Christopher is a Class of 2015 graduate of Maui High School and will be a sophomore student at Yale University in Fall 2016. He is working towards B.S. degrees in computer science and economics and is particularly passionate about the potential of computer science in opening new frontiers and hopes to utilize his higher education to pioneer advancements that will enrich the lives of others. His research interests include machine learning, data mining, and heliophysics. At Yale, Chris is involved with YHack, Yale’s 36-hour student hackathon, and the Roosevelt Institute, a public policy think tank.
High School: Maui High School
Institute when accepted: Yale University

Automating Testing of the TMDS
Project Site: Akimeka, LLC
Mentor: Joey Andrews

Project Abstract:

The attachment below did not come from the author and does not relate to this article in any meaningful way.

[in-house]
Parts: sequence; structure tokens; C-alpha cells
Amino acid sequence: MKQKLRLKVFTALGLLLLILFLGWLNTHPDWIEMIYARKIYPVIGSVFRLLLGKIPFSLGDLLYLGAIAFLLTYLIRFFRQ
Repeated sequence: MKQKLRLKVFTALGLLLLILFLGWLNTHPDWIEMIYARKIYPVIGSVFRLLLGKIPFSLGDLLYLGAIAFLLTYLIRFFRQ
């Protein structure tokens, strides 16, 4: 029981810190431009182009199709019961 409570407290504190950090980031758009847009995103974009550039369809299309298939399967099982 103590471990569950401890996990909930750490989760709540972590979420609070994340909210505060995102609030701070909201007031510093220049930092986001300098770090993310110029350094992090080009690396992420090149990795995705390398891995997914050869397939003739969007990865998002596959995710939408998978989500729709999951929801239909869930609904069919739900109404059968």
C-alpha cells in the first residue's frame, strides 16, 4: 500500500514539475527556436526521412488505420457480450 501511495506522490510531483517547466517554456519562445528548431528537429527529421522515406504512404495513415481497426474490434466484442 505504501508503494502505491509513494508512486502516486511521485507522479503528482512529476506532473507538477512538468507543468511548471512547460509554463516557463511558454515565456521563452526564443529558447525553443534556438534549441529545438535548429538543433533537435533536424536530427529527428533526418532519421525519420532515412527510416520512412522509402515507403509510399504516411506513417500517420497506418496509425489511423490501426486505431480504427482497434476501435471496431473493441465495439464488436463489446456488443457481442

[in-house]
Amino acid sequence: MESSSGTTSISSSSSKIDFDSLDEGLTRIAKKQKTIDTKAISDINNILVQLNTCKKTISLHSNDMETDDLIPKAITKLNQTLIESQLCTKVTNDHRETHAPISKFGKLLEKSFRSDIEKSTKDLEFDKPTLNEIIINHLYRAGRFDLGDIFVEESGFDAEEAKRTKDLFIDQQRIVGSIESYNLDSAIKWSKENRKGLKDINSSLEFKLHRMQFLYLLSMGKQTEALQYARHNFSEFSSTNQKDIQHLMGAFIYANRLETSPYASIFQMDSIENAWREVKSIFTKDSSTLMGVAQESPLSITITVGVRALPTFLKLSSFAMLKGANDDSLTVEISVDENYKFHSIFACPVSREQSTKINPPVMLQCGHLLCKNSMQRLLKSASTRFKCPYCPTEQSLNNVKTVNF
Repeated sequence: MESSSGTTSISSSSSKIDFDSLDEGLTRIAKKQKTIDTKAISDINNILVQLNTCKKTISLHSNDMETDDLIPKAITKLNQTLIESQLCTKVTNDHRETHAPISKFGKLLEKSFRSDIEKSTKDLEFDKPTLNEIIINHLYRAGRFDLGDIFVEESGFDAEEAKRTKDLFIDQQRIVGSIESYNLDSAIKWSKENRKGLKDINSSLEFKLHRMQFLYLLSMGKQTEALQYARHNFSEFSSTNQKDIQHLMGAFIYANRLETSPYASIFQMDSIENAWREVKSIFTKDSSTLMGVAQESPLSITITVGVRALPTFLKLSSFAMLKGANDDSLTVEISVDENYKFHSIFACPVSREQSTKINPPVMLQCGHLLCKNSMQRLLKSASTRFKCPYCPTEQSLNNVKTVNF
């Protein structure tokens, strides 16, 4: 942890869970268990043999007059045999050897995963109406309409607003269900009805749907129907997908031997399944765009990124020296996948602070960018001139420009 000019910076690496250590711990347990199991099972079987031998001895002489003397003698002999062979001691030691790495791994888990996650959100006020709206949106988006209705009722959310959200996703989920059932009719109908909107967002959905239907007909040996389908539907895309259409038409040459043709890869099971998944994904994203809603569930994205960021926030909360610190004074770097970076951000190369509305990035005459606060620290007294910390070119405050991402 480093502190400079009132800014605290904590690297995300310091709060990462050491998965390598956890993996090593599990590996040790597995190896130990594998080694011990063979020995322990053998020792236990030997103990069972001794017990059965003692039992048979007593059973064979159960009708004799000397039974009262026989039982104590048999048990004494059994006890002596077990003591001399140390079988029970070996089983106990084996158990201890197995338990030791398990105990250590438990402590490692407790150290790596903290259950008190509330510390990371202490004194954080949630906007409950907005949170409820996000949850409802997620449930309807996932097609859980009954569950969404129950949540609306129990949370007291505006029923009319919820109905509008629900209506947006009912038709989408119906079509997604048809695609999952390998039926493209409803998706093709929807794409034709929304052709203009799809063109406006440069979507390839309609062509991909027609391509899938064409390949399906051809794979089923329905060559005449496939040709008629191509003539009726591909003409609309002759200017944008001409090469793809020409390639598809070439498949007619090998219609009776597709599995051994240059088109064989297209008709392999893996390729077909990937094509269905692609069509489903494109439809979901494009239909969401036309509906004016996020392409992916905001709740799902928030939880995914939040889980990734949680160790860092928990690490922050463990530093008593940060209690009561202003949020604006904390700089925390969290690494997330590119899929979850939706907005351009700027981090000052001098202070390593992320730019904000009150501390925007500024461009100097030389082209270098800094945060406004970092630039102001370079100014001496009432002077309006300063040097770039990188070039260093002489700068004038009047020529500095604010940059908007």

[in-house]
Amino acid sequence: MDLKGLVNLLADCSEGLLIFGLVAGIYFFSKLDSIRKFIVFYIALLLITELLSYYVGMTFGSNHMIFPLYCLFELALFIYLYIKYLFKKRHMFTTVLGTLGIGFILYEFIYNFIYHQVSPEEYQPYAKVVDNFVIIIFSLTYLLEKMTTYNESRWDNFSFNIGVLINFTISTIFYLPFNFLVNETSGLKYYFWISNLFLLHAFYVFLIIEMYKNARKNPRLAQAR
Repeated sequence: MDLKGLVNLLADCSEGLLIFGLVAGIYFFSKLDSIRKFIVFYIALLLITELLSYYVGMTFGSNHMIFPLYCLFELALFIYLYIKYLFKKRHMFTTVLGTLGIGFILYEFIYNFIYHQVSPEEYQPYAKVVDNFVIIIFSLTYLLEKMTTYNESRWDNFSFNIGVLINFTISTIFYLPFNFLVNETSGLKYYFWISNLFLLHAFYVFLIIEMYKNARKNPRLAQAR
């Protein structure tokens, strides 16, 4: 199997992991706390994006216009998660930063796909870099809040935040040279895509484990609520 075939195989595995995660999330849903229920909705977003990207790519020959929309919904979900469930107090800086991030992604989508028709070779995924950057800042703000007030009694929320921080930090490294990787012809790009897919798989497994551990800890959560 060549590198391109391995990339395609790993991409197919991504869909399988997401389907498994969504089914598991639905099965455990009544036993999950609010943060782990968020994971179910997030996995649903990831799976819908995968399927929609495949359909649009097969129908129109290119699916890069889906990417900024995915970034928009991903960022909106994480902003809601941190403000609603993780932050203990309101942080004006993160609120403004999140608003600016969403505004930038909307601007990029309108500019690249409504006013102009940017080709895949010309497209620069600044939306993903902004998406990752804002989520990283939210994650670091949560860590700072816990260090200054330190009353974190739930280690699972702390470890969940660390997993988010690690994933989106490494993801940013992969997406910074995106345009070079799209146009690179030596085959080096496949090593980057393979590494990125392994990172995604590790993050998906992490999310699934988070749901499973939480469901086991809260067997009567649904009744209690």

The Theater Medical Data Store (TMDS) is a web-based application managed by the Department of Defense, used to track, analyze, and manage a soldier’s medical treatment on the battlefield. Currently, there is a manual checklist for Akimeka test engineers to go through this application in order to validate its functionality. However, manual testing is tedious and error-prone, and therefore, it becomes increasingly important to create an automated method to complete this testing. The initial step in implementing this automation involved accessing manual testing steps housed in Akimeka’s Quality Center to group the many pages of the TMDS application. These groupings were created to identify test requirement overlaps between pages that could be utilized to modularize testing components and were based primarily on test patient data needed to test individual pages in their entirety. Once these groupings were created, an approach was developed to create a testing environment that would holistically meet the requirements of the testing of the TMDS pages. This approach primarily focused on generating the necessary test patients, adding relevant health information that needed to be tested, and saving that data to a file to verify that the data remained unchanged. Once the approach was fully developed and implemented, automated input validation tests for individual pages were generated. This process involved writing XPath selectors to identify elements on the webpage and subsequently writing code in Java using the Selenium API to interact with these web elements. These tests and the development of these tests identified and reduced testing errors while improving coverage, improving the development process, and reducing testing time from 2-4 weeks (manual testing) to less than a day with automated testing. While the outline for input validation testing developed during this project streamlines the development process and contributes significantly to the automated testing process as a whole, creating automated tests to verify the validity of data imported from outside sources serves as the next key step in moving toward continuous integration testing and a completely automated testing system.